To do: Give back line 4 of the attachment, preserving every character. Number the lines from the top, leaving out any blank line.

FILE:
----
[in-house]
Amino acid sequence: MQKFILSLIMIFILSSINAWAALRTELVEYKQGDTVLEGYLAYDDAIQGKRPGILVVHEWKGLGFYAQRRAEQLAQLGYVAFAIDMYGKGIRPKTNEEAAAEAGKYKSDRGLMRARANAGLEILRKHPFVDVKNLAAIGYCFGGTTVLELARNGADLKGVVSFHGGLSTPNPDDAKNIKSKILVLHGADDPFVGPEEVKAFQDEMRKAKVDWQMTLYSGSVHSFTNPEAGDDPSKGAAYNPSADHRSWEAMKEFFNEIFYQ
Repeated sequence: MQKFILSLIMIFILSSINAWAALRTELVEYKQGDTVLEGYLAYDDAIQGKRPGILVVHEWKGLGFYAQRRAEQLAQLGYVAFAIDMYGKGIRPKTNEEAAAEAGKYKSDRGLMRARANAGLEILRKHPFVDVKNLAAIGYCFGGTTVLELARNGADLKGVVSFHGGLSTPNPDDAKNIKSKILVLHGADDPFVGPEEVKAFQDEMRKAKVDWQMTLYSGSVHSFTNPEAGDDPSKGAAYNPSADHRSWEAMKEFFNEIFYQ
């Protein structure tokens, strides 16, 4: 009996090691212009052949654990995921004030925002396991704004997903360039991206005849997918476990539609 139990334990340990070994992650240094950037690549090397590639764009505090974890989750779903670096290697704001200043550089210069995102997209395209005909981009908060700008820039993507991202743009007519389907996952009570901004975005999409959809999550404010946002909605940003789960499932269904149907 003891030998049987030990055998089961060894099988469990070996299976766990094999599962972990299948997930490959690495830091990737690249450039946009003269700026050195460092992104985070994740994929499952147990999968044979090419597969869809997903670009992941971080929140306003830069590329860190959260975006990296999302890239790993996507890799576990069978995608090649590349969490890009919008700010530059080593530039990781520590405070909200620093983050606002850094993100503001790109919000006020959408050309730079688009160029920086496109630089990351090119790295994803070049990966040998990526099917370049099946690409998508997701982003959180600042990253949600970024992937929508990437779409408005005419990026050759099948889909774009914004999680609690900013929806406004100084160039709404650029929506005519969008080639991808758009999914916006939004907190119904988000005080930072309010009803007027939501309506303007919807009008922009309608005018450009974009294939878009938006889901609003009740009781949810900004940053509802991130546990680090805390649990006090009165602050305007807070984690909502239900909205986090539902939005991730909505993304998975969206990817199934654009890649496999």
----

């Protein structure tokens, strides 16, 4: 009996090691212009052949654990995921004030925002396991704004997903360039991206005849997918476990539609 139990334990340990070994992650240094950037690549090397590639764009505090974890989750779903670096290697704001200043550089210069995102997209395209005909981009908060700008820039993507991202743009007519389907996952009570901004975005999409959809999550404010946002909605940003789960499932269904149907 003891030998049987030990055998089961060894099988469990070996299976766990094999599962972990299948997930490959690495830091990737690249450039946009003269700026050195460092992104985070994740994929499952147990999968044979090419597969869809997903670009992941971080929140306003830069590329860190959260975006990296999302890239790993996507890799576990069978995608090649590349969490890009919008700010530059080593530039990781520590405070909200620093983050606002850094993100503001790109919000006020959408050309730079688009160029920086496109630089990351090119790295994803070049990966040998990526099917370049099946690409998508997701982003959180600042990253949600970024992937929508990437779409408005005419990026050759099948889909774009914004999680609690900013929806406004100084160039709404650029929506005519969008080639991808758009999914916006939004907190119904988000005080930072309010009803007027939501309506303007919807009008922009309608005018450009974009294939878009938006889901609003009740009781949810900004940053509802991130546990680090805390649990006090009165602050305007807070984690909502239900909205986090539902939005991730909505993304998975969206990817199934654009890649496999």